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Published October 29th 2014
Catching a Barossa Blond for breakfast
Tracking through Angaston early on a Sunday morning there didn't appear to be too many options for breakfast. That is until we came to the bend in the Main Street, and perched on the inside of the bend was a café called Blond Coffee. I thought that this was a strange name for a cafe, but given that there were already a number of people inside, logic told me to give it a try.
Blond Coffee is a spacious café with resealed floorboards and a large amount of interior seating but only limited external seats on the narrow footpath outside. The large windows enable extensive viewing of activities both inside and outside the cafe. On their short website, the cafe advises of a "range of Blond cuisine created with locally sourced Barossa produce".
The display counter early in the morning contains a number of examples of paninis, foccacias and lepinjas with various fillings, all of which look very tempting. The menu also has a number of equally attractive sounding dishes for breakfast, and we end up choosing the breakfast lepinya, and serve of poached eggs.
Our first arrival were the mugs of coffee. These mugs, without handles, resembled large ramekins and were an interesting difference that created a talking point. The mug itself had a well positioned, yet not so obvious, plastic band around its middle that insulated one's hands from the hot contents. The coffee was warm and pleasant, and was a traditional coffee colour, which upon reflection is probably close to a blond colour.
The food arrived soon thereafter in relatively quick time given the volume of customers in the café. The lepinja was a delight with oozing cheese over some farm fresh eggs and local Barossa bacon. The size of the dish was similar in size to breakfast dishes that one receives in the City, but nevertheless was filling enough. The poached eggs on thick toasted Apex bread also arrived, and resulted in a resetting of expectations in terms of what the word "thick" now means in respect of toast. Being around 3cm think, the local artisan bread was almost a meal in itself. My only criticism of the two dishes was the price, which was at the higher end (city prices) of the scale for the types of breakfast dishes received when I would probably have expected something a little cheaper in the country. Notwithstanding the price, the service and quality of the breakfast was excellent.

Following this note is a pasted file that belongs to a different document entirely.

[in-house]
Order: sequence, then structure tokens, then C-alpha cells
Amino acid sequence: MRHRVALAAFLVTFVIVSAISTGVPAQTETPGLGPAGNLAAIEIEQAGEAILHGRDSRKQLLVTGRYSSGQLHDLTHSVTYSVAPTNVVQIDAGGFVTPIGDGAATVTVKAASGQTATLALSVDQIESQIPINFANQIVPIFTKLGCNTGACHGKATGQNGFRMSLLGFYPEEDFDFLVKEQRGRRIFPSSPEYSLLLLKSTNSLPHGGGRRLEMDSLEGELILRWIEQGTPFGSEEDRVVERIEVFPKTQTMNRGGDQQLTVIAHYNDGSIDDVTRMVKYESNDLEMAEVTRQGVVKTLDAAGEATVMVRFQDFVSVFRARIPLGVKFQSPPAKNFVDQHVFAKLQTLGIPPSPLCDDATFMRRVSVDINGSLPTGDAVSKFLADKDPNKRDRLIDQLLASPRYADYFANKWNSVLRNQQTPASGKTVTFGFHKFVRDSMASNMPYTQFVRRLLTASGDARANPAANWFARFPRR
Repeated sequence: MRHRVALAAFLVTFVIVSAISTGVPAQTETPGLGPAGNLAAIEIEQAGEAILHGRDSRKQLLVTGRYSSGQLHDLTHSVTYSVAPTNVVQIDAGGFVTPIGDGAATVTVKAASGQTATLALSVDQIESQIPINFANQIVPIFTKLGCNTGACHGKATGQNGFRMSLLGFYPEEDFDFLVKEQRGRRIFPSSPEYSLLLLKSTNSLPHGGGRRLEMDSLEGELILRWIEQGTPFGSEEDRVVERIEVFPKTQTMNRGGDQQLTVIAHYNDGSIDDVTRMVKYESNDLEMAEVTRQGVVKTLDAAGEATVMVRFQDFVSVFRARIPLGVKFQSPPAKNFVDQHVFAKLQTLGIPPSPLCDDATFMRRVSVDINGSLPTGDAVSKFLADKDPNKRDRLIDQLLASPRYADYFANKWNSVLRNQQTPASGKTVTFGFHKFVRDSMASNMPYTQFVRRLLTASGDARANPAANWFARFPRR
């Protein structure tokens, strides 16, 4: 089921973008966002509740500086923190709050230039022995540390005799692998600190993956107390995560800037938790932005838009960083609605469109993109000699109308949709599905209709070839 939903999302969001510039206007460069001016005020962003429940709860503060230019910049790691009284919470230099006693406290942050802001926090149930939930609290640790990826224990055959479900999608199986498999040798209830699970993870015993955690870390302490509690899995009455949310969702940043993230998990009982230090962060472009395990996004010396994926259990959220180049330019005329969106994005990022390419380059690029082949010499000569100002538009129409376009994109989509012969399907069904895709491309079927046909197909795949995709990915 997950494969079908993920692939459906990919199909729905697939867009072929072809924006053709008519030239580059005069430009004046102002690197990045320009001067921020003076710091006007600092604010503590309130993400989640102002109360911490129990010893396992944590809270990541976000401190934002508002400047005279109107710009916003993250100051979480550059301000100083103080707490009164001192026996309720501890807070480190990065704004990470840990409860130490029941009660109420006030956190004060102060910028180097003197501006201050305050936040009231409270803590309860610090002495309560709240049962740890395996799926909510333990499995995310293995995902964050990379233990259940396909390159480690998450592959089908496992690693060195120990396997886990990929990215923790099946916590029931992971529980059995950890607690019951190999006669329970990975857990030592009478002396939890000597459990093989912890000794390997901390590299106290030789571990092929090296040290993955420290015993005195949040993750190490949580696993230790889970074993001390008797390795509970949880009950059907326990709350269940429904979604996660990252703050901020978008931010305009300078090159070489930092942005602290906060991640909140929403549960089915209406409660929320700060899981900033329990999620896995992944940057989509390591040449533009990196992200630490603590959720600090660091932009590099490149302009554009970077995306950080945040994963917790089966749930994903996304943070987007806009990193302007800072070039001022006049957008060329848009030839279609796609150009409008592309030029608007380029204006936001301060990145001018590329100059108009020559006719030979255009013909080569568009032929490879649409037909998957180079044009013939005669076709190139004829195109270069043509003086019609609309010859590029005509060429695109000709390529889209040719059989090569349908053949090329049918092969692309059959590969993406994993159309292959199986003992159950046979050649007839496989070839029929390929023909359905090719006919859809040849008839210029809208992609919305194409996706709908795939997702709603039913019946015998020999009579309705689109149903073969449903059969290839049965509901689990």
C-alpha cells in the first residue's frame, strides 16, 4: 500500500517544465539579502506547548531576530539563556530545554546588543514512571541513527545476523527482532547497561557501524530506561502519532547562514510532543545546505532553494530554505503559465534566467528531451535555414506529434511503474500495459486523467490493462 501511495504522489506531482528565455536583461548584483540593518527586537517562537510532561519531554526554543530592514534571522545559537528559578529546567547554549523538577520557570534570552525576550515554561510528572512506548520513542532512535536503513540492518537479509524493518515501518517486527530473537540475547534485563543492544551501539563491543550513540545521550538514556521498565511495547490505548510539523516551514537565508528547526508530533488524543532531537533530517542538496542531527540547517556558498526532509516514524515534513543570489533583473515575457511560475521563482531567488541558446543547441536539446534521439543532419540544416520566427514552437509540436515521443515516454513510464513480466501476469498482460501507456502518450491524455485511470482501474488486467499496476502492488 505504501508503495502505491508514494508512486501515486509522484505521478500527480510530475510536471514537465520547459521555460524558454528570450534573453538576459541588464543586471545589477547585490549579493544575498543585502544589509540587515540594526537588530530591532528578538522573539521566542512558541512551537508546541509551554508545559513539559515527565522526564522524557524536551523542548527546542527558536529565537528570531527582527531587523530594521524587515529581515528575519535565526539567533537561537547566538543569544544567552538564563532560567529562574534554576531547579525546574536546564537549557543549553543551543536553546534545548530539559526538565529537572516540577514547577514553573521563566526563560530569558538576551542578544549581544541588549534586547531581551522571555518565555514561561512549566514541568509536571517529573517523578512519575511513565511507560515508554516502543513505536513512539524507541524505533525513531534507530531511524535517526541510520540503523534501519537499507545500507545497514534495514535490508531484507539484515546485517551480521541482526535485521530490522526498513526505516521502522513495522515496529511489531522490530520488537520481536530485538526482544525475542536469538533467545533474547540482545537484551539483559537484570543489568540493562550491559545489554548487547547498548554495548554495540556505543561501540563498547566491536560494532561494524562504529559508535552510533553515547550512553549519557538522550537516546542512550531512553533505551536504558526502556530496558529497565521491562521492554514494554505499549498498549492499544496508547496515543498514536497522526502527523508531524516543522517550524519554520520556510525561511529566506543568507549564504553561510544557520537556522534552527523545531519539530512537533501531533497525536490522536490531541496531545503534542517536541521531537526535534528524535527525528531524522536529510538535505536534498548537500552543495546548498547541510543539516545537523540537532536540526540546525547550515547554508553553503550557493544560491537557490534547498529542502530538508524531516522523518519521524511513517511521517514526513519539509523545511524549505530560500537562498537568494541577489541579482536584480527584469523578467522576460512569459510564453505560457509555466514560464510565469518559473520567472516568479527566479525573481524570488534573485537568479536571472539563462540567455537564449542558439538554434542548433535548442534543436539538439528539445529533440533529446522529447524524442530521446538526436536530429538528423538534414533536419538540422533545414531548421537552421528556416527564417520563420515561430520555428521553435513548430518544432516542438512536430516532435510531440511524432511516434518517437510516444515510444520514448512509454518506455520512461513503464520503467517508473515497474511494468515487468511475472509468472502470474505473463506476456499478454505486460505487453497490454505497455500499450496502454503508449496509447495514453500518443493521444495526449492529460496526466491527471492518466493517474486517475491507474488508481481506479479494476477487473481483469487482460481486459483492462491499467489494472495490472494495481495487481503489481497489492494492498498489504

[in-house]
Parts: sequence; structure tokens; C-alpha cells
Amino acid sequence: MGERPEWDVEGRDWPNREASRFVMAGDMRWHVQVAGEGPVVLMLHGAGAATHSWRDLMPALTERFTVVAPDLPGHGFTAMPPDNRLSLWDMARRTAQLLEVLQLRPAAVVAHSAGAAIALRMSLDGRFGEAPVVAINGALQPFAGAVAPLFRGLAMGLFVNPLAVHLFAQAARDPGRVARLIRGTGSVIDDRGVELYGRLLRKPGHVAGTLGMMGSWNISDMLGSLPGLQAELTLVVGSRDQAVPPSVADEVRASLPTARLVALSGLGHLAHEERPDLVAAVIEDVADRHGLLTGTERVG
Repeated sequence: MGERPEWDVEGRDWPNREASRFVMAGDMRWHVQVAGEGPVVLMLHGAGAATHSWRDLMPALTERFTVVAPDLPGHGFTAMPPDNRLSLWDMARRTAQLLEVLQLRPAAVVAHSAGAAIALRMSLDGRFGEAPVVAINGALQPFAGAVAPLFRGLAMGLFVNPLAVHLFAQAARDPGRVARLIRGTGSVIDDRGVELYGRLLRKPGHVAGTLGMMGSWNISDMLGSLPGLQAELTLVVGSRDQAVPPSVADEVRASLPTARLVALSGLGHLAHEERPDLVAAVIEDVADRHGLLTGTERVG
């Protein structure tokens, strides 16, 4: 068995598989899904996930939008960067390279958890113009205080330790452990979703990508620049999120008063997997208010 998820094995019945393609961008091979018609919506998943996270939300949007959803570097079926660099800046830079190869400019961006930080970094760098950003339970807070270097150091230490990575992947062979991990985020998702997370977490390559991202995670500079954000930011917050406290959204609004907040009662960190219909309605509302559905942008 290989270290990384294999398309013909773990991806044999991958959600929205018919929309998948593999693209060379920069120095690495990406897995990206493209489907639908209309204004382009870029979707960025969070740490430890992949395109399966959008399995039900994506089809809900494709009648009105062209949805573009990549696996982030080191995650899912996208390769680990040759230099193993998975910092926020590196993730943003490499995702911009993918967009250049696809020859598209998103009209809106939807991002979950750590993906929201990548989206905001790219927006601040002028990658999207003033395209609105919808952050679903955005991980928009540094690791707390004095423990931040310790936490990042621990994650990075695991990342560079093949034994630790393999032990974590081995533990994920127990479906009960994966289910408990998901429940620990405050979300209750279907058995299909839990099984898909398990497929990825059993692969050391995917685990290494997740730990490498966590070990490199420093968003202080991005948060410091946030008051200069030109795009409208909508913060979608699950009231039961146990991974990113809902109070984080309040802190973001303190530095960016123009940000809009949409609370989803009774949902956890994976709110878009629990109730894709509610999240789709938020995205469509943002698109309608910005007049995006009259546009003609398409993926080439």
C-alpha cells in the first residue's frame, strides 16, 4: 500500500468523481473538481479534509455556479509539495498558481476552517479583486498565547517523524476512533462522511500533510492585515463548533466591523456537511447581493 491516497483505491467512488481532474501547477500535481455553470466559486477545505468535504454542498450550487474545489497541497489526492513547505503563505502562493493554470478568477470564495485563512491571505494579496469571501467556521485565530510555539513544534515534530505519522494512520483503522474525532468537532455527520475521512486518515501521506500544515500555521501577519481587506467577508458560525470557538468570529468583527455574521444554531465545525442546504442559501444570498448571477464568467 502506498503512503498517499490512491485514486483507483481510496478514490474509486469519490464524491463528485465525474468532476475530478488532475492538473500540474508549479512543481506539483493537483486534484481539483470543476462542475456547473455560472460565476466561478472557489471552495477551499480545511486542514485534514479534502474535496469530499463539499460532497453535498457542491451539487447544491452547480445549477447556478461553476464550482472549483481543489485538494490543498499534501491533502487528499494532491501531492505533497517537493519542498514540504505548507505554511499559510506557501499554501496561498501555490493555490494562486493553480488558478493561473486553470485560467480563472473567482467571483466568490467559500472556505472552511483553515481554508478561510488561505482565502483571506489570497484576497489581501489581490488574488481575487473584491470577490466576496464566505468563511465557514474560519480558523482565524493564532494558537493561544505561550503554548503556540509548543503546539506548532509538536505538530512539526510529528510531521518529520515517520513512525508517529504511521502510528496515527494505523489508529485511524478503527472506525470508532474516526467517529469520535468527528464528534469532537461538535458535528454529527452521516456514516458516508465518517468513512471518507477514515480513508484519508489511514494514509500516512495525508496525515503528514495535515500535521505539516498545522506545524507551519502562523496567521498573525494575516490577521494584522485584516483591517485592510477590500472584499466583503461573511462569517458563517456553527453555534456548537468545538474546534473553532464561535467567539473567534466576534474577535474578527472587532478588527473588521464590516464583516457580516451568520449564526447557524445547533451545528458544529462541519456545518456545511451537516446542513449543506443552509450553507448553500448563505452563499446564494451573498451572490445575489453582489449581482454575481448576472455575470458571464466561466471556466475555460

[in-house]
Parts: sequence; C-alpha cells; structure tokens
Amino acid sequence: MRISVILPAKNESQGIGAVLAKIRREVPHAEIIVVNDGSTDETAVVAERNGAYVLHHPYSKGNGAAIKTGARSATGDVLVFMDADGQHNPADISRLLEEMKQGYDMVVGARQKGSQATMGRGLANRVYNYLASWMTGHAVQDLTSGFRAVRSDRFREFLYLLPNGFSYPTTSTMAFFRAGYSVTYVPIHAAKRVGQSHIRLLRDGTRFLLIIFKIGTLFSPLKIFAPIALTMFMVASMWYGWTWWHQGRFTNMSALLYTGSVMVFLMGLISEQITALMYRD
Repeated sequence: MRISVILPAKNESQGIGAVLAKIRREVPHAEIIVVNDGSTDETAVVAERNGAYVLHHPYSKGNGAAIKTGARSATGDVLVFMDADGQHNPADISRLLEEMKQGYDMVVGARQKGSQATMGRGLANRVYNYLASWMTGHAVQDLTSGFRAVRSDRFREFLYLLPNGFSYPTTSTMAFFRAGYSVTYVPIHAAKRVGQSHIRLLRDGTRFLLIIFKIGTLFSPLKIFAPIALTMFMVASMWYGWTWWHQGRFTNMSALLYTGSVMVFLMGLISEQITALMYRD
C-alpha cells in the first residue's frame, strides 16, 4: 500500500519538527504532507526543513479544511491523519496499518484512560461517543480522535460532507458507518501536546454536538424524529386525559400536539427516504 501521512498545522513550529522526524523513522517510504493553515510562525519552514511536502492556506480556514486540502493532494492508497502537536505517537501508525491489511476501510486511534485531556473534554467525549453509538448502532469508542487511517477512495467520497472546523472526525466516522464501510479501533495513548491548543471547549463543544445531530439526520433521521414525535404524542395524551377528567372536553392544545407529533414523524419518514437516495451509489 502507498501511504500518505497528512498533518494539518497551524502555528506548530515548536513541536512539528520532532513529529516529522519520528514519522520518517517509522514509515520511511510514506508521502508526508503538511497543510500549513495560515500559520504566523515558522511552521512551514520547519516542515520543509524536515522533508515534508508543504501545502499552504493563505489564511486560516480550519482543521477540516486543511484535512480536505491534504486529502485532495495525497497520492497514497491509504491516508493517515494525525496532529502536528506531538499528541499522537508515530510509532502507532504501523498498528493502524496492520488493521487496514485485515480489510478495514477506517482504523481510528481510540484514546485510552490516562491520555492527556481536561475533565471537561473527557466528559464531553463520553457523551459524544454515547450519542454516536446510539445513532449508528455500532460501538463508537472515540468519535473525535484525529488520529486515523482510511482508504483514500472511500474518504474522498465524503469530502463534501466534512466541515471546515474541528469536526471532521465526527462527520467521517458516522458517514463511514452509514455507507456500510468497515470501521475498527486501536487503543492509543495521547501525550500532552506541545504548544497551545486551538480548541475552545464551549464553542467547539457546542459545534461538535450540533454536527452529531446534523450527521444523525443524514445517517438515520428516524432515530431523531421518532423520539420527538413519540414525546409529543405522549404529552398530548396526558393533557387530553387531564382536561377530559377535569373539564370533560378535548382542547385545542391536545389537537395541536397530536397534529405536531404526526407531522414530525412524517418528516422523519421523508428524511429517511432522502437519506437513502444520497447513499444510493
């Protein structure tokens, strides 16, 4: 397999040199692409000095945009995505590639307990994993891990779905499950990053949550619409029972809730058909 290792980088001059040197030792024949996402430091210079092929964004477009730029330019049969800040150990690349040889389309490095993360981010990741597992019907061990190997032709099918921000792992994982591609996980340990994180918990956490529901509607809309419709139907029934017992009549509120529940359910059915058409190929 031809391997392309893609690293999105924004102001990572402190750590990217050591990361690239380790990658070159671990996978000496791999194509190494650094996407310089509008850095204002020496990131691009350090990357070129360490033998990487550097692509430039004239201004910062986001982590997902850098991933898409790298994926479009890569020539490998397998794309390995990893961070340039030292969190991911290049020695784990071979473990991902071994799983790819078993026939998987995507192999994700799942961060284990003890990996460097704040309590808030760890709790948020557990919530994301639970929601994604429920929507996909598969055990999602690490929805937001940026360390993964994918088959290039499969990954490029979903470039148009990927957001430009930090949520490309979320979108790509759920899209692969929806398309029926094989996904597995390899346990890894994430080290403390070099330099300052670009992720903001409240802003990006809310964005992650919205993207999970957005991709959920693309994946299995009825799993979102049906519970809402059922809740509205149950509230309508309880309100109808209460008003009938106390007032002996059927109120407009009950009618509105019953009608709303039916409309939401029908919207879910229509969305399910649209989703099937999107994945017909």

Blond Coffee is located at 60 Murray Street, Angaston and is open for breakfast from 730am on weekdays, 800am on Saturdays and 900am on Sundays.
As a side note, dictionary.com confused me when I was researching the word "blond". As much as I am able to determine, the word "blond" is the masculine form of the word in French, although this distinction is rarely made in English. The less common variant "blond" occurs usually as an adjective, occasionally as a noun, and is the preferred form when referring to men with fair hair. And despite my experience in this cafe, and my wider understanding of the word "blond", I think I will still call the colour of my drink of preference as being "coffee"!